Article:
New-AzureSqlDatabase -DatabaseName $MemberDatabaseName -Context $context -Verbose
  • Calls a locally defined function to create a connection string for each database. The application will use these connection strings to access the databases.

    $appDatabaseConnectionString = Get-SQLAzureDatabaseConnectionString -DatabaseServerName $databaseServerName -DatabaseName $AppDatabaseName -UserName $UserName -Password $Password
    $memberDatabaseConnectionString = Get-SQLAzureDatabaseConnectionString -DatabaseServerName $databaseServerName -DatabaseName $MemberDatabaseName -UserName $UserName -Password $Password

    Get-SQLAzureDatabaseConnectionString is a function defined in the script that creates the connection string from the parameter values supplied to it.

    Function Get-SQLAzureDatabaseConnectionString
        Return "Server=tcp:$,1433;Database=$DatabaseName;User ID=$UserName@$DatabaseServerName;Password=$Password;Trusted_Connection=False;Encrypt=True;Connection Timeout=30;"
  • Returns a hash table with the database server name and the connection strings.

    Return @{ `
        Server = $databaseServer.ServerName; UserName = $UserName; Password = $Password; `
        AppDatabase = @{Name = $AppDatabaseName; ConnectionString = $appDatabaseConnectionString}; `
        MemberDatabase = @{Name = $MemberDatabaseName; ConnectionString = $memberDatabaseConnectionString} `

The Fix It app uses separate membership and application databases. It's also possible to put both membership and application data in a single database.

Store app settings and connection strings

Azure has a feature that enables you to store settings and connection strings that automatically override what is returned to the application when it tries to read the appSettings or connectionStrings collections in the Web.config file. This is an alternative to applying Web.config transformations when you deploy. For more information, see Store sensitive data in Azure later in this e-book.

The environment creation script stores in Azure all of the appSettings and connectionStrings values that the application needs to access the storage account and databases when it runs in Azure.

# Configure app settings for storage account and New Relic
$appSettings = @{ `
    "StorageAccountName" = $storageAccountName; `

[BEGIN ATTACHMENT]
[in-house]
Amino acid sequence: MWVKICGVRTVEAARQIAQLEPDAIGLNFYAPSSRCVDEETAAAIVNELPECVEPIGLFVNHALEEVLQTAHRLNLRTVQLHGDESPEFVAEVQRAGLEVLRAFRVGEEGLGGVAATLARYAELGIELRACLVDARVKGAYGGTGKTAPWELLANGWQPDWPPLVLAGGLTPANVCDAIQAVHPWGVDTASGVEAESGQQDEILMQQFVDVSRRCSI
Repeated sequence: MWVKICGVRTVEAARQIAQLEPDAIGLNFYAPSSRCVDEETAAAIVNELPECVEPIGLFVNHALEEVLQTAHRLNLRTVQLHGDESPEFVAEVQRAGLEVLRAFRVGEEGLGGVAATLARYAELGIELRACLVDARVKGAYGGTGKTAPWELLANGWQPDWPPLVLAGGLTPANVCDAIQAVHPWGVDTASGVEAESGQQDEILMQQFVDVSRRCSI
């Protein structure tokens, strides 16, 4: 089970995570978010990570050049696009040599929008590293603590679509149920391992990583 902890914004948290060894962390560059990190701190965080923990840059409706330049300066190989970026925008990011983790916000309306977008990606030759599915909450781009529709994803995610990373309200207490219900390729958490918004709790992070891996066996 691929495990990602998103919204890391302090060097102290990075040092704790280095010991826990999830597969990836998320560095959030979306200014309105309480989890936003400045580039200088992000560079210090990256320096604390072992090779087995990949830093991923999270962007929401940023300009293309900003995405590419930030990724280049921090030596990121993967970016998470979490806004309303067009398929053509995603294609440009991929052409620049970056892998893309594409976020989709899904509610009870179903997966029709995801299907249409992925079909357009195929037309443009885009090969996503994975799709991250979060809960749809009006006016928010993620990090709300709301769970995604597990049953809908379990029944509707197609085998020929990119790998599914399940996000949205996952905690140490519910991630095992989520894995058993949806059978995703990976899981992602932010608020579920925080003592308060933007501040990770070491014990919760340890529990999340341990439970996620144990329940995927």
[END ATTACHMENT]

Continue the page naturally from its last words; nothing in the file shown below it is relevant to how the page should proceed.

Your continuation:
"StorageAccountAccessKey" = $storage.AccessKey; `
    "COR_PROFILER" = "{71DA0A04-7777-4EC6-9643-7D28B46A8A41}"; `
    "COR_PROFILER_PATH" = "C:\Home\site\wwwroot\newrelic\NewRelic.Profiler.dll"; `
    "NEWRELIC_HOME" = "C:\Home\site\wwwroot\newrelic" `
# Configure connection strings for appdb and ASP.NET member db
$connectionStrings = ( `
    @{Name = $sqlAppDatabaseName; Type = "SQLAzure"; ConnectionString = $sql.AppDatabase.ConnectionString}, `
    @{Name = "DefaultConnection"; Type = "SQLAzure"; ConnectionString = $sql.MemberDatabase.ConnectionString}
# Add the connection string and storage account name/key to the website
Set-AzureWebsite -Name $Name -AppSettings $appSettings -ConnectionStrings $connectionStrings

New Relic is a telemetry framework that we demonstrate in the Monitoring and Telemetry chapter. The environment creation script also restarts the web app to make sure that it picks up the New Relic settings.

# Restart the website to let New Relic hook kick in
Restart-AzureWebsite -Name $websiteName

Preparing for deployment

At the end of the process, the environment creation script calls two functions to create files that will be used by the deployment script.

One of these functions creates a publish profile (<websitename>.pubxml file). The code calls the Azure REST API to get the publish settings, and it saves the information in a .publishsettings file. Then it uses the information from that file along with a template file (pubxml.template) to create the .pubxml file that contains the publish profile. This two-step process simulates what you do in Visual Studio: download a .publishsettings file and import that to create a publish profile.